Animal Farm by George Orwell, a book well-known as an allegory about the Russian Revolution, is also a must-read for anyone before they turn 18. The fairy-tale adjacent story of animals who band together to take over their farm explores the seemingly ideal future the animals had planned for themselves slowly changes as... well, I'll let you get to that part yourself. You should read this book because of the characters that come to life, jump off the page, and pull you into the story right alongside them as they revolt against their farmer and adjust to life running their own farm.
The original Dracula written by Bram Stoker is a MUST-READ for any and all fans of horror. The terror it creates is palpable as you read about Jonathan and his visit to Dracula's castle, as well as about some of Dracula's other victims. However, it is considered a classic in the horror genre for a reason: it takes a classic myth and creates a tale of life, death, disbelief, and a fight against the seemingly impossible. You will be taken along with a rag-tag group of heroes who face probably the most well-known antagonist in all of horror literature.
8) The Poet X
The Poet X by Elizabeth Acevedo is an inspiring novel-in-verse about young Xiomara, who uses poetry to cope with family, school, and everything in between. The novel takes the reader on Xiomara's journey as she learns and copes with the trials of growing up. You should read this book if you love a story about someone discovering themselves and finding solace in something beautiful, like poetry.
9) The Strange Case of Dr. Jekyll and Mr. Hyde
An interesting story that toes the lines of both horror and sci-fi, The Strange Case of Dr. Jekyll and Mr. Hyde by Robert Louis Stevenson explores the duality of human nature and what happens when that duality begins to take on a mind, or in some cases, a body, of its own. It is an intriguing story told from the perspective of Gabriel Utterson, who is confused by the strange turn of events pertaining to his old friend Dr. Jekyll and the terrifying Mr. Hyde. As Utterson investigates the connection between the two men, he stumbles onto something he could never have predicted in his wildest dreams. Timeless in its strangeness and the parent of the common phrase "Jekyll and Hyde," The Strange Case of Dr. Jekyll and Mr. Hyde is a great novel for anyone who enjoys horror and/or science fiction.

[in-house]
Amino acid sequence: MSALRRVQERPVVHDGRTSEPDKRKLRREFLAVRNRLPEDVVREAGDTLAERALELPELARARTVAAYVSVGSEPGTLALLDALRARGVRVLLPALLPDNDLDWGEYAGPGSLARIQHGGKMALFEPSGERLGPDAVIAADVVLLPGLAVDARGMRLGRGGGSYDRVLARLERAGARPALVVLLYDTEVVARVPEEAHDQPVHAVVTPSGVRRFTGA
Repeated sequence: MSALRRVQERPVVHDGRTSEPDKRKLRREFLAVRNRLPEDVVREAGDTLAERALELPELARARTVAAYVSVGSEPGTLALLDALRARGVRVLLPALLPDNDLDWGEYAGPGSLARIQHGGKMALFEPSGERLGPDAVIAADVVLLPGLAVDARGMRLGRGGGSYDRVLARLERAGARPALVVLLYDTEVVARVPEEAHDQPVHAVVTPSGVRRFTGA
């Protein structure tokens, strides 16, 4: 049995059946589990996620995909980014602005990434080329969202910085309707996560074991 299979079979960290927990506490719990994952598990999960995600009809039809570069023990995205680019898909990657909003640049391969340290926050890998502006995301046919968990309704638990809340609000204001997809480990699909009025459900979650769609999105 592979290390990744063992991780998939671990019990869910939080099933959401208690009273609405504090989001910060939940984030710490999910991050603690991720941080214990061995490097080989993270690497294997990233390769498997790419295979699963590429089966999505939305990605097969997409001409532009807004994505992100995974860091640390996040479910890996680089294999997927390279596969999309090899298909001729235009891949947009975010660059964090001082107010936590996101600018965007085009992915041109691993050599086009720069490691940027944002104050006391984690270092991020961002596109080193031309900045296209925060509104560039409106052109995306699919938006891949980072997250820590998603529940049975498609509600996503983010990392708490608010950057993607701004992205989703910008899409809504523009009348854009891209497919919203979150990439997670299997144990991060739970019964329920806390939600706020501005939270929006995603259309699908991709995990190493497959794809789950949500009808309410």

10) With The Fire on High
I read this in ONE day. That's how good this book was. With The Fire on High, written by Elizabeth Acevedo, tells the story of Emoni, a 17-year-old chef who has the world on her shoulders. Throughout the novel, we see how Emoni hones her skills and how she defies every stereotype the world seems to have placed on her. This book filled me with joy, happiness, and sunlight. Also, what MUST be recognized is the portrayal of relationships in this book. Instead of trying to make them full of drama, Acevedo crafts relationships between the characters that emphasize the need for open communication over the silly games we see on TV. Let me be clear, this is probably one of my favorite novels in existence, and it is a must-read for anyone who has had someone tell them they can't achieve something.
All of these books are incredible. If I were on a desert island, I would definitely take these with me. Any of the books on the list can be re-read over and over again, and I would definitely recommend adding them to your personal library. I hope you enjoy whichever book you choose, whether it be one off of this list or all 10. Happy reading!!